Legal Guide: Obtaining Medical Records

Lawyer’s Guide to Obtaining Medical Records

This article is written for personal injury attorneys.  As you already know, medical records are extremely confidential, privileged and private. Paralegals and attorneys in your office will become very familiar with your client’s personal life. It is imperative to enforce and mandate the highest standards of confidentiality regarding all client records, but particularly so regarding medical records. Attorneys are accountable for these confidentiality standards. Failure to do so can result in legal and ethical malpractice charges.

Personal injury cases are often won or lost based on the information in the plaintiff’s medical records. You must ensure that you obtain all your client’s medical records from any place the client ever received treatment. Additionally, you must verify that the records you received are complete and admissible.  You accomplish this by obtaining a certification from each medical provider detailing how the records were maintained and what is included within the records.

Locating Medical Records

Your client is the best starting point for a list of all their health care providers both before and after an accident. We recommend creating and utilizing a checklist for use in the initial interview and for use in follow-up client calls and meetings. Be sure to stress the importance of obtaining a complete list to each client and explain this could be the difference in a win or a loss in the case.

When obtaining complete medical records, there will often be notes related to a variety of medical issues unrelated to the accident that led to the case. For example, your client is a pregnant woman who is experiencing knee and back pain from a slip and fall. In taking down her medical history, one of the doctors she mentions is her OB/GYN. This may seem unrelated to the case, but you never know which medical records may be out there that will impact a case. She may have mentioned her knee and back pain as the result of her slip and fall to her OB/GYN, who made a note of it in her file. Now, suppose there is a note in the OB/GYN file that states the patient was experiencing back pain one month before her accident due to her pregnancy. Forewarned is forearmed. Discovering this piece of information early on allows you to interview the client to discover if the back pain is the same as it was before the accident or if the pain has changed. If it is different, you can make a note of how the pain changed as a result of the accident. If her back pain remains the same as it was before the accident, you can make an educated judgment call about how to address the back pain in negotiations, and if the case goes to trial. Never assume that records for past unrelated illnesses or injuries will not have relevant information related to the case at hand.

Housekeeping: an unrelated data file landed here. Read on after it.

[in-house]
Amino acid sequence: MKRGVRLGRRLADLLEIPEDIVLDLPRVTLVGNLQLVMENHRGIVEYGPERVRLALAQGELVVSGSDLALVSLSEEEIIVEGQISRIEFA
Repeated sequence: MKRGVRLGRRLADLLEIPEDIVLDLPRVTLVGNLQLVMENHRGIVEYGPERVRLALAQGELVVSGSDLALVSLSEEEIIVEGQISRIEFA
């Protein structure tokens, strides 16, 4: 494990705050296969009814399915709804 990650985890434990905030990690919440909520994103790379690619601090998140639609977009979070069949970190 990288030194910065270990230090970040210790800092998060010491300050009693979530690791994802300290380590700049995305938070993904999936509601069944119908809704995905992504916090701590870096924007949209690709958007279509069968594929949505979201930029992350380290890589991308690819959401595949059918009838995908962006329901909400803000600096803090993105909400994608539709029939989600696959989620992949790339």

Clients often forget to mention previous health care providers either because it slipped their mind or, sometimes, intentionally. In some cases, the omitted information may contain records about drug or alcohol problems, arrests that were drug or alcohol-related, abortions or miscarriages, mental health issues or personal problems. They may also have a prior injury that impacted the same part of the body as the current injury.

Obtaining Medical Records

Due to the Health Insurance Portability and Accountability Act (HIPAA), medical facilities are required by law to obtain signed authorizations that are HIPAA compliant before releasing any records. HIPAA is a federal statute that was enacted in 1996 that applies to medical providers and health insurance companies. It provides a uniform system for access to medical records and patient privacy.

Your medical authorization release forms will also need to comply with any relevant state statutes related to medical records and patient privacy. In the event of a conflict in state and federal statutes, the controlling law will be the one that provides the most privacy protection for the client.